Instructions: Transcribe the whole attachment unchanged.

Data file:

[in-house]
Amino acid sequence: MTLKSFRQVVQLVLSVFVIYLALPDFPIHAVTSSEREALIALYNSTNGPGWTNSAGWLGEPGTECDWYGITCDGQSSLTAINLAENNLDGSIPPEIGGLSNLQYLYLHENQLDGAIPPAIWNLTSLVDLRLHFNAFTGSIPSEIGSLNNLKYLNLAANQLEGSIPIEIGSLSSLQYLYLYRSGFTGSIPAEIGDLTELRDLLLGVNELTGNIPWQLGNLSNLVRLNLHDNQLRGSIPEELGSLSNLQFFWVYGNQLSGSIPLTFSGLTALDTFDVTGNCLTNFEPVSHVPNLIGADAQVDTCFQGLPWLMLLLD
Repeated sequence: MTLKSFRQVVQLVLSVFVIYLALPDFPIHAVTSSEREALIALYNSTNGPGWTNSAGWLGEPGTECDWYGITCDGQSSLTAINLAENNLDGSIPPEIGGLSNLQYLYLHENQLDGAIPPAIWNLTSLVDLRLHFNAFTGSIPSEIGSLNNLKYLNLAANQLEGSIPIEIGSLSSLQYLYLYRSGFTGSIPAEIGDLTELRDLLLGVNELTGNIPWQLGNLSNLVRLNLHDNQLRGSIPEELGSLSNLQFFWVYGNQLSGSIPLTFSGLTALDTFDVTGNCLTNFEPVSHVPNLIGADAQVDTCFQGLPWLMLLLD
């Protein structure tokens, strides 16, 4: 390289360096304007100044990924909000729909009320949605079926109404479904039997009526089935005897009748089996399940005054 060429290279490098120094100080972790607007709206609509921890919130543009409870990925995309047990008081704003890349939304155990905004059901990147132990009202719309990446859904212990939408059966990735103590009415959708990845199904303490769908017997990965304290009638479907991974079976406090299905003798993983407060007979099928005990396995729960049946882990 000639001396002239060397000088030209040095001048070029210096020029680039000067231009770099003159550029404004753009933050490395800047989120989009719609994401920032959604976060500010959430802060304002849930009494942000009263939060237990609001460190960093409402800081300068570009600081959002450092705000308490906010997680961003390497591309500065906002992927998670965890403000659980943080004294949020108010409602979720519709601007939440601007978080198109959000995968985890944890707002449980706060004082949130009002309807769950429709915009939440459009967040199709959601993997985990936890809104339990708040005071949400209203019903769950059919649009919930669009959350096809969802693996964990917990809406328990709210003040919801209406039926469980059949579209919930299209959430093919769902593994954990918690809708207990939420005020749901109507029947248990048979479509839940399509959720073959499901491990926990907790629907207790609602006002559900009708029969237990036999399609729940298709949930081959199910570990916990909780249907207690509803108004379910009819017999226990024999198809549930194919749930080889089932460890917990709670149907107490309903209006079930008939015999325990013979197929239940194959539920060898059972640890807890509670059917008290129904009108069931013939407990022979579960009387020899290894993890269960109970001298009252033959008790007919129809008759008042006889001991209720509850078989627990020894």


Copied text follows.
[in-house]
Amino acid sequence: MTLKSFRQVVQLVLSVFVIYLALPDFPIHAVTSSEREALIALYNSTNGPGWTNSAGWLGEPGTECDWYGITCDGQSSLTAINLAENNLDGSIPPEIGGLSNLQYLYLHENQLDGAIPPAIWNLTSLVDLRLHFNAFTGSIPSEIGSLNNLKYLNLAANQLEGSIPIEIGSLSSLQYLYLYRSGFTGSIPAEIGDLTELRDLLLGVNELTGNIPWQLGNLSNLVRLNLHDNQLRGSIPEELGSLSNLQFFWVYGNQLSGSIPLTFSGLTALDTFDVTGNCLTNFEPVSHVPNLIGADAQVDTCFQGLPWLMLLLD
Repeated sequence: MTLKSFRQVVQLVLSVFVIYLALPDFPIHAVTSSEREALIALYNSTNGPGWTNSAGWLGEPGTECDWYGITCDGQSSLTAINLAENNLDGSIPPEIGGLSNLQYLYLHENQLDGAIPPAIWNLTSLVDLRLHFNAFTGSIPSEIGSLNNLKYLNLAANQLEGSIPIEIGSLSSLQYLYLYRSGFTGSIPAEIGDLTELRDLLLGVNELTGNIPWQLGNLSNLVRLNLHDNQLRGSIPEELGSLSNLQFFWVYGNQLSGSIPLTFSGLTALDTFDVTGNCLTNFEPVSHVPNLIGADAQVDTCFQGLPWLMLLLD
């Protein structure tokens, strides 16, 4: 390289360096304007100044990924909000729909009320949605079926109404479904039997009526089935005897009748089996399940005054 060429290279490098120094100080972790607007709206609509921890919130543009409870990925995309047990008081704003890349939304155990905004059901990147132990009202719309990446859904212990939408059966990735103590009415959708990845199904303490769908017997990965304290009638479907991974079976406090299905003798993983407060007979099928005990396995729960049946882990 000639001396002239060397000088030209040095001048070029210096020029680039000067231009770099003159550029404004753009933050490395800047989120989009719609994401920032959604976060500010959430802060304002849930009494942000009263939060237990609001460190960093409402800081300068570009600081959002450092705000308490906010997680961003390497591309500065906002992927998670965890403000659980943080004294949020108010409602979720519709601007939440601007978080198109959000995968985890944890707002449980706060004082949130009002309807769950429709915009939440459009967040199709959601993997985990936890809104339990708040005071949400209203019903769950059919649009919930669009959350096809969802693996964990917990809406328990709210003040919801209406039926469980059949579209919930299209959430093919769902593994954990918690809708207990939420005020749901109507029947248990048979479509839940399509959720073959499901491990926990907790629907207790609602006002559900009708029969237990036999399609729940298709949930081959199910570990916990909780249907207690509803108004379910009819017999226990024999198809549930194919749930080889089932460890917990709670149907107490309903209006079930008939015999325990013979197929239940194959539920060898059972640890807890509670059917008290129904009108069931013939407990022979579960009387020899290894993890269960109970001298009252033959008790007919129809008759008042006889001991209720509850078989627990020894």